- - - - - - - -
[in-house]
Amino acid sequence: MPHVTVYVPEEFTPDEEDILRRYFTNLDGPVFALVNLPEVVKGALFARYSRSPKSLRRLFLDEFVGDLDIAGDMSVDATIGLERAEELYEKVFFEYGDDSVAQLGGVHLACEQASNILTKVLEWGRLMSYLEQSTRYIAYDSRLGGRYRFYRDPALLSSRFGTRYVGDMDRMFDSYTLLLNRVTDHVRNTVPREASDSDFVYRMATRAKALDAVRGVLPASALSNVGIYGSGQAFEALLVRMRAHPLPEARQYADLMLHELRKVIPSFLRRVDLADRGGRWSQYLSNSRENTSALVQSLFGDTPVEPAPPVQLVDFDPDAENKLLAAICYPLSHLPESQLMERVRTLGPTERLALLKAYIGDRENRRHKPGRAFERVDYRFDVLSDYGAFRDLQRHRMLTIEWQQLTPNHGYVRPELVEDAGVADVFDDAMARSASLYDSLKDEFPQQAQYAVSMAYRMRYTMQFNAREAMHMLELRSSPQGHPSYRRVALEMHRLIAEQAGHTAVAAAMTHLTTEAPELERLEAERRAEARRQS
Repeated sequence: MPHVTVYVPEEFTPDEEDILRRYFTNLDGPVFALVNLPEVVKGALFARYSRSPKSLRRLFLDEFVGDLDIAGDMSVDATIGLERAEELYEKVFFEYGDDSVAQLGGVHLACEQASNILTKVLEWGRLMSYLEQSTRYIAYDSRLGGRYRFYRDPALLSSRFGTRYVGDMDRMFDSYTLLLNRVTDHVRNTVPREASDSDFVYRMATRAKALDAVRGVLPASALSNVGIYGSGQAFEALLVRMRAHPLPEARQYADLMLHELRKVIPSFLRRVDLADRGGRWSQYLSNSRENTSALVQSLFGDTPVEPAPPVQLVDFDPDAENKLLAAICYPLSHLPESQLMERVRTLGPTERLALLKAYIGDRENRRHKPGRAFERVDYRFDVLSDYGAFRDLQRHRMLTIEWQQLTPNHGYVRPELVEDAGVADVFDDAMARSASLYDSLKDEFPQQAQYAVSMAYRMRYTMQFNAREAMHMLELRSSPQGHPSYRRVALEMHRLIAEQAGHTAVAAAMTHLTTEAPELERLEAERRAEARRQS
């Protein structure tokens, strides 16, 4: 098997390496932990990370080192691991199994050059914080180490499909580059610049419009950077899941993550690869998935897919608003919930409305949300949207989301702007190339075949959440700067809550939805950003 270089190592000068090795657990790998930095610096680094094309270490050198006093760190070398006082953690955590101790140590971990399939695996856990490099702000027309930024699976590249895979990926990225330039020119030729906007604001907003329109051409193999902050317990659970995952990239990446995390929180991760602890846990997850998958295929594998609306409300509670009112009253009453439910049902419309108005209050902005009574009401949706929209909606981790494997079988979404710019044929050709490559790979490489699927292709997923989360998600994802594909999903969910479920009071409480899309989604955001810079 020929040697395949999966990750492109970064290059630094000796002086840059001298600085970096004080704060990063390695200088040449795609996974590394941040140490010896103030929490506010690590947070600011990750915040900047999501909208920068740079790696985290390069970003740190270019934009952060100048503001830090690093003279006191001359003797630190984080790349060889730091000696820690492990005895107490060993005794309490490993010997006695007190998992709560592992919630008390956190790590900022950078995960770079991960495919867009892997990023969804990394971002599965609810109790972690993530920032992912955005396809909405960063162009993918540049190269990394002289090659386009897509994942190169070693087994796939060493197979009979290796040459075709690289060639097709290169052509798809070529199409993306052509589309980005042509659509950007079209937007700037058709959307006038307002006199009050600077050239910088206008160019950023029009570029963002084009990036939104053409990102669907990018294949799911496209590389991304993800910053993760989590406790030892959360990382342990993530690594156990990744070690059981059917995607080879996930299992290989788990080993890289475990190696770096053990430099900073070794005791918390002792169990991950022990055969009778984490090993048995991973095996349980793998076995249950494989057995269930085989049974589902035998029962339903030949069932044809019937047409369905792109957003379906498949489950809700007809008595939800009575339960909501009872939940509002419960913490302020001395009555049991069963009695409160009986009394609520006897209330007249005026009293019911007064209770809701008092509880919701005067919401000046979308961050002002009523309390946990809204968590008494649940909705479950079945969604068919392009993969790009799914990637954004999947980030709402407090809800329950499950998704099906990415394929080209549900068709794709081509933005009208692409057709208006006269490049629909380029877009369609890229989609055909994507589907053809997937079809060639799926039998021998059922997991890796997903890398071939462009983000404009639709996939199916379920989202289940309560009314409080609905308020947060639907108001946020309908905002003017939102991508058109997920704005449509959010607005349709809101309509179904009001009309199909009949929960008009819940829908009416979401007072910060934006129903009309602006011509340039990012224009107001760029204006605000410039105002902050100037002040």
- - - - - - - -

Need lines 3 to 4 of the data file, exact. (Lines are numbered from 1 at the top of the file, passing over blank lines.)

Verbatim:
Repeated sequence: MPHVTVYVPEEFTPDEEDILRRYFTNLDGPVFALVNLPEVVKGALFARYSRSPKSLRRLFLDEFVGDLDIAGDMSVDATIGLERAEELYEKVFFEYGDDSVAQLGGVHLACEQASNILTKVLEWGRLMSYLEQSTRYIAYDSRLGGRYRFYRDPALLSSRFGTRYVGDMDRMFDSYTLLLNRVTDHVRNTVPREASDSDFVYRMATRAKALDAVRGVLPASALSNVGIYGSGQAFEALLVRMRAHPLPEARQYADLMLHELRKVIPSFLRRVDLADRGGRWSQYLSNSRENTSALVQSLFGDTPVEPAPPVQLVDFDPDAENKLLAAICYPLSHLPESQLMERVRTLGPTERLALLKAYIGDRENRRHKPGRAFERVDYRFDVLSDYGAFRDLQRHRMLTIEWQQLTPNHGYVRPELVEDAGVADVFDDAMARSASLYDSLKDEFPQQAQYAVSMAYRMRYTMQFNAREAMHMLELRSSPQGHPSYRRVALEMHRLIAEQAGHTAVAAAMTHLTTEAPELERLEAERRAEARRQS
């Protein structure tokens, strides 16, 4: 098997390496932990990370080192691991199994050059914080180490499909580059610049419009950077899941993550690869998935897919608003919930409305949300949207989301702007190339075949959440700067809550939805950003 270089190592000068090795657990790998930095610096680094094309270490050198006093760190070398006082953690955590101790140590971990399939695996856990490099702000027309930024699976590249895979990926990225330039020119030729906007604001907003329109051409193999902050317990659970995952990239990446995390929180991760602890846990997850998958295929594998609306409300509670009112009253009453439910049902419309108005209050902005009574009401949706929209909606981790494997079988979404710019044929050709490559790979490489699927292709997923989360998600994802594909999903969910479920009071409480899309989604955001810079 020929040697395949999966990750492109970064290059630094000796002086840059001298600085970096004080704060990063390695200088040449795609996974590394941040140490010896103030929490506010690590947070600011990750915040900047999501909208920068740079790696985290390069970003740190270019934009952060100048503001830090690093003279006191001359003797630190984080790349060889730091000696820690492990005895107490060993005794309490490993010997006695007190998992709560592992919630008390956190790590900022950078995960770079991960495919867009892997990023969804990394971002599965609810109790972690993530920032992912955005396809909405960063162009993918540049190269990394002289090659386009897509994942190169070693087994796939060493197979009979290796040459075709690289060639097709290169052509798809070529199409993306052509589309980005042509659509950007079209937007700037058709959307006038307002006199009050600077050239910088206008160019950023029009570029963002084009990036939104053409990102669907990018294949799911496209590389991304993800910053993760989590406790030892959360990382342990993530690594156990990744070690059981059917995607080879996930299992290989788990080993890289475990190696770096053990430099900073070794005791918390002792169990991950022990055969009778984490090993048995991973095996349980793998076995249950494989057995269930085989049974589902035998029962339903030949069932044809019937047409369905792109957003379906498949489950809700007809008595939800009575339960909501009872939940509002419960913490302020001395009555049991069963009695409160009986009394609520006897209330007249005026009293019911007064209770809701008092509880919701005067919401000046979308961050002002009523309390946990809204968590008494649940909705479950079945969604068919392009993969790009799914990637954004999947980030709402407090809800329950499950998704099906990415394929080209549900068709794709081509933005009208692409057709208006006269490049629909380029877009369609890229989609055909994507589907053809997937079809060639799926039998021998059922997991890796997903890398071939462009983000404009639709996939199916379920989202289940309560009314409080609905308020947060639907108001946020309908905002003017939102991508058109997920704005449509959010607005349709809101309509179904009001009309199909009949929960008009819940829908009416979401007072910060934006129903009309602006011509340039990012224009107001760029204006605000410039105002902050100037002040």